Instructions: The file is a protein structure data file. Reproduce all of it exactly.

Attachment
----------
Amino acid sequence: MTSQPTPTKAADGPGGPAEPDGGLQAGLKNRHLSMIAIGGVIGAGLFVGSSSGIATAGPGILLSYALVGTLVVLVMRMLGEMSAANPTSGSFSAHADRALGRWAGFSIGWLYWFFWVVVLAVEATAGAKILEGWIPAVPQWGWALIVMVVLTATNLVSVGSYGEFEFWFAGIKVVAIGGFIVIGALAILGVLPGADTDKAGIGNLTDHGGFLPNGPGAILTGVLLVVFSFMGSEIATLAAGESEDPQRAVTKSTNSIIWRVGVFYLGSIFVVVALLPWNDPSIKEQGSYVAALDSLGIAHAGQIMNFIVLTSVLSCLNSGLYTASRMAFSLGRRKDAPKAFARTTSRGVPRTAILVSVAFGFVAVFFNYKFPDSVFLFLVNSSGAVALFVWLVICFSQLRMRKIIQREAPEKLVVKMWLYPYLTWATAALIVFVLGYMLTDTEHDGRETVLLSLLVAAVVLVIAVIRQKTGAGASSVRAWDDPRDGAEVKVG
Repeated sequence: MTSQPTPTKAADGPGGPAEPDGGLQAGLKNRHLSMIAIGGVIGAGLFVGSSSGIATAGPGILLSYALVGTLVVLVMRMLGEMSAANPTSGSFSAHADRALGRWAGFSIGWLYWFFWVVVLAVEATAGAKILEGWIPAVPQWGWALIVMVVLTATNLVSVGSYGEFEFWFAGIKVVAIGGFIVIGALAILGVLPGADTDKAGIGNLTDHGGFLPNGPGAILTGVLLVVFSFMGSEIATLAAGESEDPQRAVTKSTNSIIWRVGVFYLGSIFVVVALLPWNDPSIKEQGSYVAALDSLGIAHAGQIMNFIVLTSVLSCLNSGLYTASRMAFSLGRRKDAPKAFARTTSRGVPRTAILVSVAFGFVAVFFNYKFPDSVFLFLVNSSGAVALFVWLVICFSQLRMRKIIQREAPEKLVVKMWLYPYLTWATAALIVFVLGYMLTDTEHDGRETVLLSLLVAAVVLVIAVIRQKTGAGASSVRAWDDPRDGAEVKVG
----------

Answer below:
Amino acid sequence: MTSQPTPTKAADGPGGPAEPDGGLQAGLKNRHLSMIAIGGVIGAGLFVGSSSGIATAGPGILLSYALVGTLVVLVMRMLGEMSAANPTSGSFSAHADRALGRWAGFSIGWLYWFFWVVVLAVEATAGAKILEGWIPAVPQWGWALIVMVVLTATNLVSVGSYGEFEFWFAGIKVVAIGGFIVIGALAILGVLPGADTDKAGIGNLTDHGGFLPNGPGAILTGVLLVVFSFMGSEIATLAAGESEDPQRAVTKSTNSIIWRVGVFYLGSIFVVVALLPWNDPSIKEQGSYVAALDSLGIAHAGQIMNFIVLTSVLSCLNSGLYTASRMAFSLGRRKDAPKAFARTTSRGVPRTAILVSVAFGFVAVFFNYKFPDSVFLFLVNSSGAVALFVWLVICFSQLRMRKIIQREAPEKLVVKMWLYPYLTWATAALIVFVLGYMLTDTEHDGRETVLLSLLVAAVVLVIAVIRQKTGAGASSVRAWDDPRDGAEVKVG
Repeated sequence: MTSQPTPTKAADGPGGPAEPDGGLQAGLKNRHLSMIAIGGVIGAGLFVGSSSGIATAGPGILLSYALVGTLVVLVMRMLGEMSAANPTSGSFSAHADRALGRWAGFSIGWLYWFFWVVVLAVEATAGAKILEGWIPAVPQWGWALIVMVVLTATNLVSVGSYGEFEFWFAGIKVVAIGGFIVIGALAILGVLPGADTDKAGIGNLTDHGGFLPNGPGAILTGVLLVVFSFMGSEIATLAAGESEDPQRAVTKSTNSIIWRVGVFYLGSIFVVVALLPWNDPSIKEQGSYVAALDSLGIAHAGQIMNFIVLTSVLSCLNSGLYTASRMAFSLGRRKDAPKAFARTTSRGVPRTAILVSVAFGFVAVFFNYKFPDSVFLFLVNSSGAVALFVWLVICFSQLRMRKIIQREAPEKLVVKMWLYPYLTWATAALIVFVLGYMLTDTEHDGRETVLLSLLVAAVVLVIAVIRQKTGAGASSVRAWDDPRDGAEVKVG